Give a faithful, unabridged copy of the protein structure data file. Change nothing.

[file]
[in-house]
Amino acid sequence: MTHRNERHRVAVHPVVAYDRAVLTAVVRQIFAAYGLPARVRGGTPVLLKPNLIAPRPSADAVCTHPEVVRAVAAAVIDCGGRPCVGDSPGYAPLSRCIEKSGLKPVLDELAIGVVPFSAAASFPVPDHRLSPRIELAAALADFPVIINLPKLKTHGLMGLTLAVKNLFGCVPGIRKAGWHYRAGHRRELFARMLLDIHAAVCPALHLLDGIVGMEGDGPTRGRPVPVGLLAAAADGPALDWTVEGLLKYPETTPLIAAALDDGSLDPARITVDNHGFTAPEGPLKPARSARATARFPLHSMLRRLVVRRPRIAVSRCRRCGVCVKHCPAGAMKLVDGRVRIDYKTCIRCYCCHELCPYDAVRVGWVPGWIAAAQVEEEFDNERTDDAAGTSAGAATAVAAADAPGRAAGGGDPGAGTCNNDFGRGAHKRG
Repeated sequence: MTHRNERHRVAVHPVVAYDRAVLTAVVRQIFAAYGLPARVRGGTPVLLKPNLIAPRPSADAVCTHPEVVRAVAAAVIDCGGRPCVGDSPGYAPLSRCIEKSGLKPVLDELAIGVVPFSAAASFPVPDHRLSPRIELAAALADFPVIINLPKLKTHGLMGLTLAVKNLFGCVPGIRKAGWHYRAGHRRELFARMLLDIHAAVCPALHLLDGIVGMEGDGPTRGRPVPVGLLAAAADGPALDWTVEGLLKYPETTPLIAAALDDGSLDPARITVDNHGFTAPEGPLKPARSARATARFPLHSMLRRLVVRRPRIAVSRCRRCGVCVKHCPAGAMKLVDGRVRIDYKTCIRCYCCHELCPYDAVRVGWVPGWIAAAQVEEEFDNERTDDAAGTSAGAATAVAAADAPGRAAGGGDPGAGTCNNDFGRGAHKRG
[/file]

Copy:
[in-house]
Amino acid sequence: MTHRNERHRVAVHPVVAYDRAVLTAVVRQIFAAYGLPARVRGGTPVLLKPNLIAPRPSADAVCTHPEVVRAVAAAVIDCGGRPCVGDSPGYAPLSRCIEKSGLKPVLDELAIGVVPFSAAASFPVPDHRLSPRIELAAALADFPVIINLPKLKTHGLMGLTLAVKNLFGCVPGIRKAGWHYRAGHRRELFARMLLDIHAAVCPALHLLDGIVGMEGDGPTRGRPVPVGLLAAAADGPALDWTVEGLLKYPETTPLIAAALDDGSLDPARITVDNHGFTAPEGPLKPARSARATARFPLHSMLRRLVVRRPRIAVSRCRRCGVCVKHCPAGAMKLVDGRVRIDYKTCIRCYCCHELCPYDAVRVGWVPGWIAAAQVEEEFDNERTDDAAGTSAGAATAVAAADAPGRAAGGGDPGAGTCNNDFGRGAHKRG
Repeated sequence: MTHRNERHRVAVHPVVAYDRAVLTAVVRQIFAAYGLPARVRGGTPVLLKPNLIAPRPSADAVCTHPEVVRAVAAAVIDCGGRPCVGDSPGYAPLSRCIEKSGLKPVLDELAIGVVPFSAAASFPVPDHRLSPRIELAAALADFPVIINLPKLKTHGLMGLTLAVKNLFGCVPGIRKAGWHYRAGHRRELFARMLLDIHAAVCPALHLLDGIVGMEGDGPTRGRPVPVGLLAAAADGPALDWTVEGLLKYPETTPLIAAALDDGSLDPARITVDNHGFTAPEGPLKPARSARATARFPLHSMLRRLVVRRPRIAVSRCRRCGVCVKHCPAGAMKLVDGRVRIDYKTCIRCYCCHELCPYDAVRVGWVPGWIAAAQVEEEFDNERTDDAAGTSAGAATAVAAADAPGRAAGGGDPGAGTCNNDFGRGAHKRG